The driving force of moving to Smith Mountain Lake seems to be a visit. When Brian Raub and his wife, Lisa, who both grew up around lakes, were looking for a place to move to, Smith Mountain Lake topped their list. “Virginia’s top recreational lake; very low property taxes; a strong economy that welcomes and supports vacationers and retirees; four seasons of mild weather; gorgeous mountain scenery; a 20,800-acre lake to play on; rural, friendly people; no traffic to fight; two dozen affordable restaurants; easy access to services and shopping; and lots of reasonably priced real estate choices, waterfront and otherwise,” Raub says, describing the reasons behind choosing the place they’ve called home for over a decade. In 2001, two weeks after their daughter graduated from high school, they packed up their suburban Philadelphia home and moved themselves and their internet travel-related business to the freshwater, 40-mile lake with 500 miles of shoreline.
“There are many retirees and semiretirees at Smith Mountain Lake who give generously of their time, talents and money to the lake area,” says Raub, who also runs smith-mountain-lake.com, an insider’s website. “That makes living here even more of a pleasure than we could have anticipated.”
In fact almost half of Smith Mountain Lake’s population is retirees or second-home owners, says Glenda McDaniel, a real estate agent with Long and Foster. The year-round population, which she said is growing due to the commercial construction and new health care options like the Carilion medical centers, only makes up 40-50 percent of the population.
“A large percentage of the people that move here and retire here are from Northern Virginia, and that starts with second homes or vacation homes,” McDaniel says. “People have been coming down here for years with their families from Northern Virginia, and then they retire here. A lot of that is because they still have their families in the Northern Virginia area, North Carolina or Richmond. Their families have grown up vacationing here and have a lot of fond memories, so when their parents retire here they continue to come visit and vacation.”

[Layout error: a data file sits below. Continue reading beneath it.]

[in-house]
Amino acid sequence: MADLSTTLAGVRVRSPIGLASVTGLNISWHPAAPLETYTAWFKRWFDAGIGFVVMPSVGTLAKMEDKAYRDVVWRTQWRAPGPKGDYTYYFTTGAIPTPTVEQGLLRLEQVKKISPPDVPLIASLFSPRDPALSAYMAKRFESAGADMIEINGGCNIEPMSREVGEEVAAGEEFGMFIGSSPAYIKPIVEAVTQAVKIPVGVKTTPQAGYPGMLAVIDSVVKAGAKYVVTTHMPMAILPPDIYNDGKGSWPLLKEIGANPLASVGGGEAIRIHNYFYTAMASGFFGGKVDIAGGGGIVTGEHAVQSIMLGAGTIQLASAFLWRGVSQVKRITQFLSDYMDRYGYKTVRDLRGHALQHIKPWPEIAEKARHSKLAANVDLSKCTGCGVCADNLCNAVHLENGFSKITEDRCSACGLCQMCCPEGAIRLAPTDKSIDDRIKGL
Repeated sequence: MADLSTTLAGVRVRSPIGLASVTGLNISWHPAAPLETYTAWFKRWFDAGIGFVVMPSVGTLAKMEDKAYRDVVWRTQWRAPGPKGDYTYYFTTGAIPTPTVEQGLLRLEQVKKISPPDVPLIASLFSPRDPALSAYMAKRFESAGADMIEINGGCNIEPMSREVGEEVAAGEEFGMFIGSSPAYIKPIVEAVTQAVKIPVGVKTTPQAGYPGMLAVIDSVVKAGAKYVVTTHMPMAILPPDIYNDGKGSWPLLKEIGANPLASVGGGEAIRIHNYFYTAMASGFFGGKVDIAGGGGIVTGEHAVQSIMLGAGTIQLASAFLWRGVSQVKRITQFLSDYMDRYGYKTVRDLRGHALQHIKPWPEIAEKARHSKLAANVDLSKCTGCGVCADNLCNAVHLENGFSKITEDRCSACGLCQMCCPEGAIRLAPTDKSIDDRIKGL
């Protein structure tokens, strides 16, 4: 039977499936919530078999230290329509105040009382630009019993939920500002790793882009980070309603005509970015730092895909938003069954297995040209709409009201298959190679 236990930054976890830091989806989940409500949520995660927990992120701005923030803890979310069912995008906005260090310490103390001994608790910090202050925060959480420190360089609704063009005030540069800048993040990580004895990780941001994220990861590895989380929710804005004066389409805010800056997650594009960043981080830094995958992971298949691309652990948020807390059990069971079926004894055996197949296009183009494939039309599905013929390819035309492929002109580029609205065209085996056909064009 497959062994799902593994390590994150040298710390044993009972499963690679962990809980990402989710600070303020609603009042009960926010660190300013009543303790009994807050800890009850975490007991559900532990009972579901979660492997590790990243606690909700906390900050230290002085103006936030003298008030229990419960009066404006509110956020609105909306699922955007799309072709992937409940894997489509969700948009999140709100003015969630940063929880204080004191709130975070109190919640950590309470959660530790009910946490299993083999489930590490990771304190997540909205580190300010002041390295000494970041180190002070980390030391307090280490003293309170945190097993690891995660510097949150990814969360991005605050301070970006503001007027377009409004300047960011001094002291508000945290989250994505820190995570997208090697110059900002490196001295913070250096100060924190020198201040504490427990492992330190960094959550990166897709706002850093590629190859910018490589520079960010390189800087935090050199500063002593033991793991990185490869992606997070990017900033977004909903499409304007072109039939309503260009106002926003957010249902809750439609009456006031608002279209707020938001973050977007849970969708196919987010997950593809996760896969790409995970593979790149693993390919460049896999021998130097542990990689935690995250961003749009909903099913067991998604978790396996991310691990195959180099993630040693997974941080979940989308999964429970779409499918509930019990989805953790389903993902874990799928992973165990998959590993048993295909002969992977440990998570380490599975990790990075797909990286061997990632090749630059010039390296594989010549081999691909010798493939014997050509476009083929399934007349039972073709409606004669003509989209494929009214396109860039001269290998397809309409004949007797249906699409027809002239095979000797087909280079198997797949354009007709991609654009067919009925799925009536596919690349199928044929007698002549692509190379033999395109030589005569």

Developments and Second Homes
While the Smith Mountain Lake area used to be a seasonal spot, it has really grown into a year-round area.
“In the fall, [there’s] so much to do with the Blue Ridge Mountains nearby and football. Virginia Tech, Ferrum College, Liberty, even UVA: They come here and stay,” says McDaniel. “They buy second homes here, stay here and then go to the games. They go riding on the parkway, visit the wineries; there’s a lot to do here in the fall season. Then in the winter season we get people who rent either visiting or who are passing through.”
Those who are looking to purchase a second or vacation home where they have the option of renting it out will have more luck on the Bedford County side of the lake. “It’s a lot more liberal on short-term rentals, which is anything under 30 days,” says McDaniel. The Franklin County side of the lake has zoning laws that don’t allow short-term rentals in the residential neighborhoods, she adds, but there are some opportunities for them in the townhomes and condos.
But McDaniel says Bedford is the “on golden pond” area of the lake with its postcard-perfect lake getaway setting with golf courses, dining and entertainment. This is where you’ll find Bernard’s Landing, a large condo and townhome resort that sits on 70 acres right on the water. On-site is the Landing Restaurant and Bruno’s Gastropub, two indoor pools, private beaches, fitness centers, beach and indoor volleyball and more, and this is not just a vacation resort, though you can rent spaces instead of buying them.
Over on the Franklin side is where McDaniel says she sees people move to year-round. “There are more master planned communities on the Franklin side, and [it] tends to be better for people who are retiring full time,” she says, reiterating that the zoning laws make up a majority of the reason for this.
And when it comes to buying on either side of the lake, there is a host of options. McDaniel says that this year she has seen a lot of new construction start up again.
But if buying isn’t in the cards, there are plenty of options for renting.
Smith Mountain Lake offers everything from renting individual homes, cottages and townhomes to condos to bed-and-breakfasts—Angel Guest House, Bedford Landing, Early Inn at the Grove and Sans Souci at Smith Mountain Lake—plus almost a dozen campgrounds, hotels and houseboats.